Prenuptial agreements or “prenups” are contracts signed by the parties to a marriage before the marriage takes place. Prenups ensure the rights and obligations of each party to a marriage in the unfortunate event of divorce. If a party attempts to seek rights in divorce, which they contracted away as part of the prenuptial agreement, the agreement will operate to stop them from recovering, in most instances.
The only realistic limitation on a prenup is that parties cannot agree not to pay or seek child support. This is because Pennsylvania law holds that parents owe an automatic duty of support to their unemancipated children. In drafting a prenuptial agreement, it is imperative that you have a licensed attorney prepare and review the document.
If you are the party whom the other party wishes to sign the prenup, then you are entitled to and should seek the advice of a licensed attorney. Turn to the Greensburg firm of Skala Miller, PLLC, Attorneys at Law, for the help you need.
What A Prenup Can Do For You
In the end, well-drafted prenups have the potential to save thousands of dollars and years of headache. They can actually create stability in a marriage where one party can be more generous with their money, by being safe in the knowledge that they are only paying for what they choose.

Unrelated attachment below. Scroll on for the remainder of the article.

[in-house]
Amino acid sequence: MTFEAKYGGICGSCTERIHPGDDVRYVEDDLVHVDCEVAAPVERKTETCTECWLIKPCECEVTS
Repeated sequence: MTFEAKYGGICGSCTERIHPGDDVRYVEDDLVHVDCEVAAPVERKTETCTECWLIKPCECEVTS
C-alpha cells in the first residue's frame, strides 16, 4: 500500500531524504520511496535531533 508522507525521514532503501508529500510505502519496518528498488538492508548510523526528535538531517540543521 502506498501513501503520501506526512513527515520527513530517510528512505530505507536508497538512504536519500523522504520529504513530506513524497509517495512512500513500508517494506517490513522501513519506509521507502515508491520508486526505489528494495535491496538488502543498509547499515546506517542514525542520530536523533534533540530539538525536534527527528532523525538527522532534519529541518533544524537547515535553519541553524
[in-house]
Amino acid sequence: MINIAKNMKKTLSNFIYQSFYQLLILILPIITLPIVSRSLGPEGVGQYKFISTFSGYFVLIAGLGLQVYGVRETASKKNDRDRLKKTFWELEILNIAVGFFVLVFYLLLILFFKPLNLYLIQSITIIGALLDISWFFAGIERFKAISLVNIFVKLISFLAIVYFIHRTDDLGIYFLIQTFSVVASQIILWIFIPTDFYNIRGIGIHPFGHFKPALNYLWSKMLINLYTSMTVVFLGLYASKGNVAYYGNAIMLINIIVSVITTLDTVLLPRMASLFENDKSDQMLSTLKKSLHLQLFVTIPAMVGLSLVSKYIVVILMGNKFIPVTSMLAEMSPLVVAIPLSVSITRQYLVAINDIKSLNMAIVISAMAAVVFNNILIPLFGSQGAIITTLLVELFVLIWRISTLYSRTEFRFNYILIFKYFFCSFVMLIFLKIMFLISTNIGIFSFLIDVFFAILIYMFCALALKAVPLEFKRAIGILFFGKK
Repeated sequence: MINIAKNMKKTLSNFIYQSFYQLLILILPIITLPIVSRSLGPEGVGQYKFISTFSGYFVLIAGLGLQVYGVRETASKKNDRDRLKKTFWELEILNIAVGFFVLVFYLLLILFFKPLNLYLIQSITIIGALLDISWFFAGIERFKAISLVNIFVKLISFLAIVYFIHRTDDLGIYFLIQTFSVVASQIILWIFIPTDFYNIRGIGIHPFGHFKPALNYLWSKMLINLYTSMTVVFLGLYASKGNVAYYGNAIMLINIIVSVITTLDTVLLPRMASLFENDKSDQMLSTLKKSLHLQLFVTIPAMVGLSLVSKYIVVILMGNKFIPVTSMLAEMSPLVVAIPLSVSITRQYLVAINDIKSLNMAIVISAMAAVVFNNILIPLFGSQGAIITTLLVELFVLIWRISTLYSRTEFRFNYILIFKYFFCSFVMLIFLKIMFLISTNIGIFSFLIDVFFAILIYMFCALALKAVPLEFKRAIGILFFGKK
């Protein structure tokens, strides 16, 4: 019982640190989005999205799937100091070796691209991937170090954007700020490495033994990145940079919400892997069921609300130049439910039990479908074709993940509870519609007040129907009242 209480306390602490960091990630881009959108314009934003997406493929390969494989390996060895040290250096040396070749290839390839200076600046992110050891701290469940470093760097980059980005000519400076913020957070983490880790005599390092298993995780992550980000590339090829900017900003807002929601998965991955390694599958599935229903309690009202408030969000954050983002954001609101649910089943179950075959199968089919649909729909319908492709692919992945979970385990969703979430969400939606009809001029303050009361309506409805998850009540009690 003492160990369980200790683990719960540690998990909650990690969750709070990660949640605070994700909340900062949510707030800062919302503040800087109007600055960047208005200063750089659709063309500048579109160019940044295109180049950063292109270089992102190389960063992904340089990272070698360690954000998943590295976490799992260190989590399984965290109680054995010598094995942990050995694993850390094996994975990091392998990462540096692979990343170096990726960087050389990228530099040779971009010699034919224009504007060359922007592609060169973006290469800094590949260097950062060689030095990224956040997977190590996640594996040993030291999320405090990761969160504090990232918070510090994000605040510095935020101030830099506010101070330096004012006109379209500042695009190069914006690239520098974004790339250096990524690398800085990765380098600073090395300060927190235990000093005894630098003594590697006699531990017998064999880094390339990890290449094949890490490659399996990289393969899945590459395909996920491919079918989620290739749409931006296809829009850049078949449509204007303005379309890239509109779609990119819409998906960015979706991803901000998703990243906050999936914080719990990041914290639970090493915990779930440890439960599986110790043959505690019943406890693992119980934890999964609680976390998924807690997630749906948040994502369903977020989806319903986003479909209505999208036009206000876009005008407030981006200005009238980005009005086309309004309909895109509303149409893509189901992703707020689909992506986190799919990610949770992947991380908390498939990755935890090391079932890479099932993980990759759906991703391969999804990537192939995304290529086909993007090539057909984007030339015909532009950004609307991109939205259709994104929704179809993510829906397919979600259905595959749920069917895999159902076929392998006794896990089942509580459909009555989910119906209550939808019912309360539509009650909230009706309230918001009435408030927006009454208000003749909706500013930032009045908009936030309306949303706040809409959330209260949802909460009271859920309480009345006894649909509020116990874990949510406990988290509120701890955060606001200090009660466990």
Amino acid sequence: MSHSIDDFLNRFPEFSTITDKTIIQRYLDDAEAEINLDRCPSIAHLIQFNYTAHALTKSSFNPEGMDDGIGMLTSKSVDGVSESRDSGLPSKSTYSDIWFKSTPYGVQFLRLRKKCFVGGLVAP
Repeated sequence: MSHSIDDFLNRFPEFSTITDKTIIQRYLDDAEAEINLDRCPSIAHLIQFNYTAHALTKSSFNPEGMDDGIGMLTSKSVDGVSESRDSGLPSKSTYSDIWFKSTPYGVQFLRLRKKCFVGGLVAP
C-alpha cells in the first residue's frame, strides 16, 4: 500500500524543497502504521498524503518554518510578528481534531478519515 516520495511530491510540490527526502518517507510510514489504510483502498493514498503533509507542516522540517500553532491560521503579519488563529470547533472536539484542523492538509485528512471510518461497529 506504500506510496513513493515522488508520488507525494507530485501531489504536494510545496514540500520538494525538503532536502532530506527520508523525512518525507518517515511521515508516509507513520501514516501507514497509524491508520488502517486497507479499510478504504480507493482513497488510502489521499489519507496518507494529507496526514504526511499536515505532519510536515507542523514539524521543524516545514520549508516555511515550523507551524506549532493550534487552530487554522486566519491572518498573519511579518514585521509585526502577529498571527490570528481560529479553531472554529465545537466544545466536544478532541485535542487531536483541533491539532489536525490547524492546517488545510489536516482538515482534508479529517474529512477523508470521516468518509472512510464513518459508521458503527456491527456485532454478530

Best practices in drafting and signing a prenuptial agreement:
- Both parties should have their own attorney (be smart)
- Both parties should give something and get something in return as part of the agreement (be fair)
- Draft and sign the prenup as early as possible before the marriage occurs (be timely)
- Be open and thorough about your existing assets and sources of income (be honest)
- Put the final agreement in writing (be exact)
- Give the other side time to review the prenup with their attorney (be patient)